EGU General Assembly 2020
© Author(s) 2020. This work is distributed under
the Creative Commons Attribution 4.0 License.

Geomorphological hazards assessment using machine learning and data fusion

Mohammad Ahmed1, Hamed Farhadi2, Panagiotis Michalis1, and Manousos Valyrakis1
Mohammad Ahmed et al.
  • 1University of Glasgow , School of Engineering , Civil engineering , United Kingdom of Great Britain and Northern Ireland (
  • 2Ferdowsi university of Mashhad, Water Science and Engineering Department, Iran

Turbulent flows may destabilise riverbeds and banks, transporting sediment or underscouring hydraulic infrastructure built near water bodies. For example, scour is a significant challenge that can affect the stability of bridge foundations as the transport of sediment around a bridge pier may cause structural instabilities and catastrophic failures. The aim of this study is to use machine learning techniques & data driven algorithms to predict how energetic turbulent flow events can result in the removal of individual sediment grains, resting on the bed surface or on the protective armour layer around built infrastructure. 

The flume experiments involve flow and particle motion data gathering campaigns [1]. Turbulent flow data are collected upstream the exposed target particle using acoustic Doppler velocimetry. Particle's motion data are gathered using novel micro-electro-mechanical sensors embedded within its waterproof casing, for a range of flow conditions. The obtained data are fed into neural networks having distinct algorithmic complexity (inputs, levels and neutrons). A comparison of the performance of the various model architectures, as well as with past ones [2], is conducted to identify the optimal predictive algorithm for the configuration tested. Sensor data fusion combined with artificial intelligence techniques are shown to provide a unique tool for live and robust data-driven predictions to help tackle significant engineering problems, such as geomorphological activity and scouring of infrastructure (eg bridge piers and embankments) due to turbulent flows, which become increasingly more challenging, under the scope of climate change and intensifying extreme weather hazards.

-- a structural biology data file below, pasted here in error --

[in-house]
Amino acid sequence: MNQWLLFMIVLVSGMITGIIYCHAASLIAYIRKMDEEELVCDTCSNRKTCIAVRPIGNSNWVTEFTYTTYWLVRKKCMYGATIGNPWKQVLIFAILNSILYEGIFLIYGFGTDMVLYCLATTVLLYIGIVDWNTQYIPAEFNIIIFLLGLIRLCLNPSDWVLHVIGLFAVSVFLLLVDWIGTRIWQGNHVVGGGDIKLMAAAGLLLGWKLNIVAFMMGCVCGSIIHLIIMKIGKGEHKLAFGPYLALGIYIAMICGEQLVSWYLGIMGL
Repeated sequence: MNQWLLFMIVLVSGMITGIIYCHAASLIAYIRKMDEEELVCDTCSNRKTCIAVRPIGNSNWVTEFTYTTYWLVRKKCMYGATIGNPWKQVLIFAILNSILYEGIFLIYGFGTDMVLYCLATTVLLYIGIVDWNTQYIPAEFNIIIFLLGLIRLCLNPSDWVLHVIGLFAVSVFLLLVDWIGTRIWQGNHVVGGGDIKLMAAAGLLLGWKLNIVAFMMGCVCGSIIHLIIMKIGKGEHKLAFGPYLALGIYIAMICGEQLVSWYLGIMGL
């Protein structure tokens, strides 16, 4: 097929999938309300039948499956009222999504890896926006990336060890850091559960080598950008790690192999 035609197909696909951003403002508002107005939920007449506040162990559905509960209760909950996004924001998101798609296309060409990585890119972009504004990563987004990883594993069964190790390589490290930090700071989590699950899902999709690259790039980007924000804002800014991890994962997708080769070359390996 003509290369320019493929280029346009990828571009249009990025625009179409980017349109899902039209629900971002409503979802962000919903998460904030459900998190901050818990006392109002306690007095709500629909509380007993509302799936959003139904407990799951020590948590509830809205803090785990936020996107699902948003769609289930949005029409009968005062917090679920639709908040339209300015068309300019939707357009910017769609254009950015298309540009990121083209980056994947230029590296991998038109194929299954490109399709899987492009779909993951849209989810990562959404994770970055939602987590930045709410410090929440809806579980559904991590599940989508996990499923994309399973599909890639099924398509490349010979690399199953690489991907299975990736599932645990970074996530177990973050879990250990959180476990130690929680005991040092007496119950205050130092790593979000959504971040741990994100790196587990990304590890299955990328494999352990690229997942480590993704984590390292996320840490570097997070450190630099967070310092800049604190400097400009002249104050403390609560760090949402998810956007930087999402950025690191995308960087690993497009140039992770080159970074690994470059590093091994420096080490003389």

[1] Valyrakis, M., Farhadi, H. 2017. Investigating coarse sediment particles transport using PTV and “smart-pebbles” instrumented with inertial sensors, EGU General Assembly 2017, Vienna, Austria, 23-28 April 2017, id. 9980.

[2] Valyrakis, M., Diplas, P., Dancey, C.L. 2011b. Prediction of coarse particle movement with adaptive neuro-fuzzy inference systems, Hydrological Processes, 25 (22). pp. 3513-3524. ISSN 0885-6087, doi:10.1002/hyp.8228.

How to cite: Ahmed, M., Farhadi, H., Michalis, P., and Valyrakis, M.: Geomorphological hazards assessment using machine learning and data fusion , EGU General Assembly 2020, Online, 4–8 May 2020, EGU2020-20770,, 2020